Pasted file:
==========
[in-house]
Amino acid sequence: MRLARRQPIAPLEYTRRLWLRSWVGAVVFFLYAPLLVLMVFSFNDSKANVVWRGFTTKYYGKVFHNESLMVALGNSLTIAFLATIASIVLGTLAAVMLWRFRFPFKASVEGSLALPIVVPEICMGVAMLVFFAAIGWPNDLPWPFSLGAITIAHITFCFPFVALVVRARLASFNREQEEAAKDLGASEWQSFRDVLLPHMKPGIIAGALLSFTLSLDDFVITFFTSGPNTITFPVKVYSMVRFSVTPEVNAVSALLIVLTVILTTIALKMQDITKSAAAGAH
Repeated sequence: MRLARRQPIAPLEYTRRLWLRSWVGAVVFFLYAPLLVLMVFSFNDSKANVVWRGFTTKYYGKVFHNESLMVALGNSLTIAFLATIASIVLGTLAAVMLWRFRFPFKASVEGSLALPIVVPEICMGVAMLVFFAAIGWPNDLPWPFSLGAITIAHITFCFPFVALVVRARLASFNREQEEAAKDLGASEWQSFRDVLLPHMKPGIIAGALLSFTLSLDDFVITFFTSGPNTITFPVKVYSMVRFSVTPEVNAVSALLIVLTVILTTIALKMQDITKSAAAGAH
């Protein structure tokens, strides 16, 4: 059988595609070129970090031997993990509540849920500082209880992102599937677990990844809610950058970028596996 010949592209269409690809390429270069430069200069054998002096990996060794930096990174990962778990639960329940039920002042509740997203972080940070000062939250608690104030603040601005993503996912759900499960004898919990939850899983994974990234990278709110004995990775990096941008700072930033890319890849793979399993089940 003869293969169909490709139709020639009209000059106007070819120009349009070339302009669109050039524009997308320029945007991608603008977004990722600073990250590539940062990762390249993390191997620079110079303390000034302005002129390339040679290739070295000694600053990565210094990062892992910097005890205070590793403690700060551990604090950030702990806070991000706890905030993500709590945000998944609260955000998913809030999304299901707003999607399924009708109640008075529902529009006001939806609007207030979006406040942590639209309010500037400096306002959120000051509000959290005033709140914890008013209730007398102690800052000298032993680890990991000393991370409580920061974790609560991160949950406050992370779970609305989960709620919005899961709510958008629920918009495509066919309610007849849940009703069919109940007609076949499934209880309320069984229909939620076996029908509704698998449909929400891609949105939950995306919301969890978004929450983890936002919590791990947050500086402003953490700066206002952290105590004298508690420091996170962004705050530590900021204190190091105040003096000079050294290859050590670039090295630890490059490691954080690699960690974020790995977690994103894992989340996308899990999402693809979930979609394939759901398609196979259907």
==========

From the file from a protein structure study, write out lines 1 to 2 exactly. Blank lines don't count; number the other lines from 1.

[in-house]
Amino acid sequence: MRLARRQPIAPLEYTRRLWLRSWVGAVVFFLYAPLLVLMVFSFNDSKANVVWRGFTTKYYGKVFHNESLMVALGNSLTIAFLATIASIVLGTLAAVMLWRFRFPFKASVEGSLALPIVVPEICMGVAMLVFFAAIGWPNDLPWPFSLGAITIAHITFCFPFVALVVRARLASFNREQEEAAKDLGASEWQSFRDVLLPHMKPGIIAGALLSFTLSLDDFVITFFTSGPNTITFPVKVYSMVRFSVTPEVNAVSALLIVLTVILTTIALKMQDITKSAAAGAH